Referring to FIG. 2, each clamping ring 102 may comprise a collet positionable at the outer end of an inner tubular member 5 of the connector body 100. Each ring 102 contains a hollow center 20 adapted to encircle a length of flexible tubing 21.
Two lengths of tubing 21 can be connected using the present connector assembly as follows. Each length of tubing 21 is passed through a clamping ring 102 and pushed over a separate inner tubular member 5 of the connector body 100. Each clamping ring 102 is slid toward the connector body 100. Each flange 14 of the connector body 100 cams the prongs 22 of a clamping ring 102 radially inwardly, as the clamping ring 102 is coupled with the connector body 100. As the prongs 22 are deflected, the inside surface 25 of each prong engages the outside wall of the tubing 21 that has been pushed over an inner tubular member of the connector body 100 with a predetermined compressive force.
As the prongs 22 further penetrate the annular passageways 15 between the inner tubular members 5 and the sleeves 9 of the connector body 100, the prongs 22 force each tubing 21 into contact with the partition 3 of the connector body 100. As each clamping ring 102 locks with the connector body 100, a formed flange of tubing or a radially outwardly flared tubing end portion 27 is formed between the prong ends 28 and the partition 3 of the connector body 100.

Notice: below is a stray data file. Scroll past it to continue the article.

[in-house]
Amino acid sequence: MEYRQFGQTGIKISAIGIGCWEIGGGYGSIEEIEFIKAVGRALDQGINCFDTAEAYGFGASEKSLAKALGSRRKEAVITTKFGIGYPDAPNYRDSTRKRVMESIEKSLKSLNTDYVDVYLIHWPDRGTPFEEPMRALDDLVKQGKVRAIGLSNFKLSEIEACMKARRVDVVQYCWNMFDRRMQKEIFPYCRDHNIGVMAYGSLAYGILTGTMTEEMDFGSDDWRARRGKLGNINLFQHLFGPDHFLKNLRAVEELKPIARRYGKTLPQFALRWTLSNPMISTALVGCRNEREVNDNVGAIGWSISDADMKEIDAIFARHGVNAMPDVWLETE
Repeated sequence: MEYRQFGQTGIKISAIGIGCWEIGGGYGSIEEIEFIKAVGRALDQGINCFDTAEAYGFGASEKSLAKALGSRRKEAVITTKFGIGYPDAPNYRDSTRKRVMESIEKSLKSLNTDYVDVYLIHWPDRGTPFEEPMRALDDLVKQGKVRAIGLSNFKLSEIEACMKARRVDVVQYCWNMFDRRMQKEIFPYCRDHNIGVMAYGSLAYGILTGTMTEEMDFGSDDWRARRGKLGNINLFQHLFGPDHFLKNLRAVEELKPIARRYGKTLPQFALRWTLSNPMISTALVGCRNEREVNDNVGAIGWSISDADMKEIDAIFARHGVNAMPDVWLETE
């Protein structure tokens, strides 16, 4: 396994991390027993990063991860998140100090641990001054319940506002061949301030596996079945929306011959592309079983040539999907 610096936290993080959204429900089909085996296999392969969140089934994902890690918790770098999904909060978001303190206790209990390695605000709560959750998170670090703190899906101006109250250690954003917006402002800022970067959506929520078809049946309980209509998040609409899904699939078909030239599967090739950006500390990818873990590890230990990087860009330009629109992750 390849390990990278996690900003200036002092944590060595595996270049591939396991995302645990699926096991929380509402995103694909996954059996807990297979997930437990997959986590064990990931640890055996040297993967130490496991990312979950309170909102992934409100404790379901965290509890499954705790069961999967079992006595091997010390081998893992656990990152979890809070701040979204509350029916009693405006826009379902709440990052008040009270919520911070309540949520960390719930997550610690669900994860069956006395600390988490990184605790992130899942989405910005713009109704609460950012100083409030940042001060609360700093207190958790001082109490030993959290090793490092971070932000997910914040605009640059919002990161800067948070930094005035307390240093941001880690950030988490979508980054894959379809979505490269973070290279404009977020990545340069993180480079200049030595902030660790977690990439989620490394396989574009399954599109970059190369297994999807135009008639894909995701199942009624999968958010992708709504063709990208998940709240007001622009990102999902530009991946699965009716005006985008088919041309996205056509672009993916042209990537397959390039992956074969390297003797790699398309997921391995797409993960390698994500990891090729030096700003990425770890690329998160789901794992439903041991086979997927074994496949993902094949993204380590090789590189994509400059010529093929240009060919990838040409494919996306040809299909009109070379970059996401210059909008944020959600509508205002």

The compressive action of the clamping ring 102 forces more tubing 21 into the connector body 100 than can be accomodated along the inner tubular members so that the end portions 27 becomes flared outwardly as they abut with the partition 3. After the ends 29 of the outwardly facing flanges 24 of the collet prongs 22 pass the ends 16 of the inwardly facing flange 14 of the sleeves 9 of the connector body, the prongs 22 spring outwardly and lock the flanges of the collet prongs 24 behind the flanges 14 of the sleeves 9 of the connector body 100.
Each section of tubing 21 is secured to an inner tubular member 5 of the connector body 100 because of the compressive force exerted upon the tubing 21 by the prongs 22 of the clamping rings 102 against the outer wall of the tubing. The outwardly flared tubing end portion 27 between the prong ends 28 of each clamping ring 102 and the partition 3 of the connector body 100 also helps secure each tubing 21 to its respective inner tubular member 5 of the connector body 100.
Referring specifically to FIG. 1, each female clamping ring 102 is shown outside the connector body 1. In FIG. 2 each clamping ring 102 is shown in section and fully engaged with the connector body 100.